On Jan 1, a little piece of Shanghai, China, is set to roll down Colorado Boulevard in the Tournament of Roses Parade, to promote the 2010 Shanghai World Expo.
The Rose Parade is in its 121st year, but the World Expos have been going on even longer - 159 years, dating back to the first fair in London in 1851.
More than 70 million visitors are expected to visit Shanghai from May 1 to Oct 31, with 200 countries exhibiting. Though a more historical event, the Expo's exposure is not all that different from that of the Rose Parade, with 100 million people from 217 countries expected to watch the event on television.
It's not uncommon for cities to enter floats in the Rose Parade, but the Shanghai Expo float this year, and the Beijing Olympics float in 2008, are firsts for China.
Pasadena's mayor, who has traveled to China four times, sees the event as a reflection of the Rose Parade's reach.
"It's locally produced, but globally enjoyed," says Mayor Bill Bogaard.
Replicas of Shanghai's signature skyscrapers have been built to adorn the float, with action-film star Jackie Chan and other dignitaries on board, while 86 roller-skating dancers representing China's 56 ethnic groups are flying in from Shanghai to perform on skates around the moving monument.
The float has its origins in a group of men and women who are part of Southern California's Chinese-American community.
Sue Zhang, chair of the Roundtable of Southern California Chinese-American Organizations, traveled several times to China this year to convince organizers that the Rose Parade was worth the effort.
An engineer by trade, Zhang went to the United States as a visiting scholar in 1981 and decided to stay.
It took some convincing on Zhang's part to show that Pasadena was important to expo officials, who had their minds on Paris and New York.
"They are not in Los Angeles," she says. "They don't understand how good the Rose Parade is. They said 'why?' They think about the whole world, why would they put their energy into the US and Southern California?"
Once Zhang got permission from Beijing to use the Expo logo and slogan, and the Shanghai Information Office was on board, the Chinese consulate in Los Angeles also helped facilitate the Shanghai float's participation in the Pasadena parade.
"The Rose Parade is a celebration of different cultures, and also I believe it's a very good opportunity for various cultures around the world to know each other," says deputy consul general Sun Weide, in an interview with China Daily US Edition.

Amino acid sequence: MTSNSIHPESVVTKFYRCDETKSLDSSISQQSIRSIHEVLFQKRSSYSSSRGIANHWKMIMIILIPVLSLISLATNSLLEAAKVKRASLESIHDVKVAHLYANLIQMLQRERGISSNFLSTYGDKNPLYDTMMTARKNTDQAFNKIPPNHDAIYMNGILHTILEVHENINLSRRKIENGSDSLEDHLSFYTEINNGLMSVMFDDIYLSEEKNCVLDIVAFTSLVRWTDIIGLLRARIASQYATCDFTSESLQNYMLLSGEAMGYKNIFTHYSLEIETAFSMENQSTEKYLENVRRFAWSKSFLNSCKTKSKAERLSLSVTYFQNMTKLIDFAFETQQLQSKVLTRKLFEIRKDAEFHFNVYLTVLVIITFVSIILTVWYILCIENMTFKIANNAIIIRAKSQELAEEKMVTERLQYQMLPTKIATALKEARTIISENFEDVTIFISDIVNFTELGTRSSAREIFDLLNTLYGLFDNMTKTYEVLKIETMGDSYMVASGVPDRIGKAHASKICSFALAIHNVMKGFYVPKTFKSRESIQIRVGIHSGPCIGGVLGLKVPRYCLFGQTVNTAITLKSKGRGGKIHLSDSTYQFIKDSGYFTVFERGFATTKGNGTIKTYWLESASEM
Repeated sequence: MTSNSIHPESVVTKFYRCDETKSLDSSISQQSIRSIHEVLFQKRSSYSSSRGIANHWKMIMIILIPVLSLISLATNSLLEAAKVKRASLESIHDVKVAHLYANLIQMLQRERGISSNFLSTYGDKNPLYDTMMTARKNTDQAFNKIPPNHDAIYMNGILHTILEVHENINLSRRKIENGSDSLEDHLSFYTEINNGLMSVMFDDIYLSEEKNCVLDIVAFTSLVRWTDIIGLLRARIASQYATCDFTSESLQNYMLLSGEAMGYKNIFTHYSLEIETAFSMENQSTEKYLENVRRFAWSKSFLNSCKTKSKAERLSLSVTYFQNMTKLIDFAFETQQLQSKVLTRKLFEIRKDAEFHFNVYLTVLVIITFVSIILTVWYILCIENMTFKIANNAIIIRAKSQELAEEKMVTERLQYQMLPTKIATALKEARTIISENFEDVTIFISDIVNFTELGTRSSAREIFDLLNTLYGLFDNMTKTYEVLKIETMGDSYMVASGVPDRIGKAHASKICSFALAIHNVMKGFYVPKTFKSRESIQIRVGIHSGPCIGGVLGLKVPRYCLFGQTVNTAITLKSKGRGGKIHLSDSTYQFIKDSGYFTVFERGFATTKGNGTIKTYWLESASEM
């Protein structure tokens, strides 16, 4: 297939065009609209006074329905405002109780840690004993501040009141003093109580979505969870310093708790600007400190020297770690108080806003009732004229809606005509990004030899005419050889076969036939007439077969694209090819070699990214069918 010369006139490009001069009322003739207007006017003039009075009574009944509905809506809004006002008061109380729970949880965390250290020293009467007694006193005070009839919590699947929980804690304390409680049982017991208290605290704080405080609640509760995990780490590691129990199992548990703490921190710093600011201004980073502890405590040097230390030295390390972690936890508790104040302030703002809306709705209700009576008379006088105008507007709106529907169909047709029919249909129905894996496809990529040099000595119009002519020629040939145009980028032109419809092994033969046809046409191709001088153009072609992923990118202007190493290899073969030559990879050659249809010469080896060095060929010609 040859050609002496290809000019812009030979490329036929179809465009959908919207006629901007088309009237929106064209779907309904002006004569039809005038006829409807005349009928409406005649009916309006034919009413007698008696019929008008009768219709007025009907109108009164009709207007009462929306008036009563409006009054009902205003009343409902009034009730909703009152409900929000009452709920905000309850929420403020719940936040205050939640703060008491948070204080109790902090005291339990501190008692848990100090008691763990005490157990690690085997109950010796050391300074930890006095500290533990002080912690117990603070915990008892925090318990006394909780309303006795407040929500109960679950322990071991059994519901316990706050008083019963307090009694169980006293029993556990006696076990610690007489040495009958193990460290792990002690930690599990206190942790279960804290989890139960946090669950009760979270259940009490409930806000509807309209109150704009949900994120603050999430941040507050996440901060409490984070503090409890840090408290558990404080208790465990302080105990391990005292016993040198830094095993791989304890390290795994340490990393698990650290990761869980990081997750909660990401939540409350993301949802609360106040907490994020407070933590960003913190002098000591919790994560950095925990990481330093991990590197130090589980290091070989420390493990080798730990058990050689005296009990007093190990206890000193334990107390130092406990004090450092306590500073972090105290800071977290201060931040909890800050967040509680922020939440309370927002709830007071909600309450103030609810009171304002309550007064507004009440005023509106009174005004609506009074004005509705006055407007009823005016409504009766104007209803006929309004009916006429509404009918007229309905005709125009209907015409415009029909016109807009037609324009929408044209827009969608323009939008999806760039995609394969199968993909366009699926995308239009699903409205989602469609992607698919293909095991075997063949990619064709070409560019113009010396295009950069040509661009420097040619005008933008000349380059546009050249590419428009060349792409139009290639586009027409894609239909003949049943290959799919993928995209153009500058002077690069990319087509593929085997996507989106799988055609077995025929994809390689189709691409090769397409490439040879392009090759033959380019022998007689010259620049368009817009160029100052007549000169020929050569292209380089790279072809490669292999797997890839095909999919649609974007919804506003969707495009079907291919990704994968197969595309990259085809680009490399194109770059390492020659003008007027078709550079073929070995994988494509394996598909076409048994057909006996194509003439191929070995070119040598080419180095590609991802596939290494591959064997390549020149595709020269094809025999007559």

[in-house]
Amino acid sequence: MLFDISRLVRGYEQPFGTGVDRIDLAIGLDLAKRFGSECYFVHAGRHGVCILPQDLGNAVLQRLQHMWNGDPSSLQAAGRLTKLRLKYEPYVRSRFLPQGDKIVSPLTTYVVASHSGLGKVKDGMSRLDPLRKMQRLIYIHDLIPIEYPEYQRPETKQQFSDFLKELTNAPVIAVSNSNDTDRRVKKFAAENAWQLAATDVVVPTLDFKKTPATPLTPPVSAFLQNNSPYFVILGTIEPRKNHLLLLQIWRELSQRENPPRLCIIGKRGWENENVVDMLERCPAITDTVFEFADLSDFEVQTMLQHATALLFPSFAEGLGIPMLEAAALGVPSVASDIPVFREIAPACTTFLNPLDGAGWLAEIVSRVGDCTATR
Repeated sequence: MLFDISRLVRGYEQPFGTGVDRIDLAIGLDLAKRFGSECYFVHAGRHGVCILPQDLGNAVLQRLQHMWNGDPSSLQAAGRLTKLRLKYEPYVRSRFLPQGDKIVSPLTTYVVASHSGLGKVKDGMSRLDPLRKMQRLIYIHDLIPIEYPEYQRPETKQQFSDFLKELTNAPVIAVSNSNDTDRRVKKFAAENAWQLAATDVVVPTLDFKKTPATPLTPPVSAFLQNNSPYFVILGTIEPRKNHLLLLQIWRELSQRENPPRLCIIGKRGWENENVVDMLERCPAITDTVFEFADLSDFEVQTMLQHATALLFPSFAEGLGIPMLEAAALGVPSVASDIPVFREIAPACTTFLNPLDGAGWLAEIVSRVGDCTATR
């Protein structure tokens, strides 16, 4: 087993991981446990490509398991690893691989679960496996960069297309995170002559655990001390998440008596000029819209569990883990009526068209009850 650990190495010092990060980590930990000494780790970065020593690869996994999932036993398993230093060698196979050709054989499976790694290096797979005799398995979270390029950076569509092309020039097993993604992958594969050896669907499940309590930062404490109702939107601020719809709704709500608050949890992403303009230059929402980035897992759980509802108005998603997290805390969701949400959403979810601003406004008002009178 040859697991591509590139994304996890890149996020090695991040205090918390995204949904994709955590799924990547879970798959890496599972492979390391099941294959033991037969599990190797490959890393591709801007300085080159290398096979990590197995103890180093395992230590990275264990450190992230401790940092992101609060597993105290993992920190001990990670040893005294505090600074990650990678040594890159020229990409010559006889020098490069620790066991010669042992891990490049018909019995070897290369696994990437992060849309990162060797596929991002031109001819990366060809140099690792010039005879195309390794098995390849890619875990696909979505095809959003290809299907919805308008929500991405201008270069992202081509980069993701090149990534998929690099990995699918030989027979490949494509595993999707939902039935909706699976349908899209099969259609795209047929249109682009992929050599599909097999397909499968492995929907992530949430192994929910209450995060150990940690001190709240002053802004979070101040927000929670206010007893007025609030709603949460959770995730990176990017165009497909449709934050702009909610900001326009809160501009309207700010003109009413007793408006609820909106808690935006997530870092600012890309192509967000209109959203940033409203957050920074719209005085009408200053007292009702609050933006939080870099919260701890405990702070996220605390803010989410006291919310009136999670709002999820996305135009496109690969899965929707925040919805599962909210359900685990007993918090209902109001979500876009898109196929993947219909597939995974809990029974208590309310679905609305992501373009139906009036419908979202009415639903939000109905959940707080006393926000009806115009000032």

Next, Zhang had to find a way to pay for the project. Luckily she had some practice the last time she put a float in the Rose Parade, to promote the Beijing Olympics.
For the $400,000 Olympic float, Zhang found a sponsor in Pasadena-based office-products manufacturer Avery Dennison. For the Shanghai Expo, the budget is slightly smaller, at $340,000.
"Instead of five mascots for the Olympics, the Expo only has one mascot - Haibao," Zhang says with a smile.
Zhang and her colleagues were able to meet the budget by dividing sponsorships among the roundtable's member organizations, as well as the New York City-based Committee of 100.
The group is a national organization founded by I.M. Pei, Yo Yo Ma and other influential Chinese-Americans. Members work to foster good relations between the United States and China and encourage "the full participation of Chinese-Americans in all aspects of American life".
Under the theme "Better City, Better Life," the Shanghai World Expo aims to offer the best practices of each exhibiting country, with an eye toward harmony between people and nature.
It will be the first time that a World Expo is held in a developing country, organizers say, and it promises an unprecedented use of renewable energy and green standards.
Zhang and her colleague, roundtable vice supervisor Charles Lu, want to do their part in showing Americans what China is all about.
Lu says: "Chinese people in China know more about the United States than Americans know about China. With a big event like this, we can get more understanding of each other."
Chinese are similar to Americans, he adds, when it comes down to the basics.
"They are very traditional," he says. "They care about family. It's very simple, they want to make money for a better life."
There's also the global picture of China and the US as world leaders in a time of uncertainty.
"Right now, China and the US are two big, very strong countries," Zhang says. "If you want the whole world to have peace, America and China have to get together. We are friends. We are not enemies. We are not competition."
Source: People's Daily Online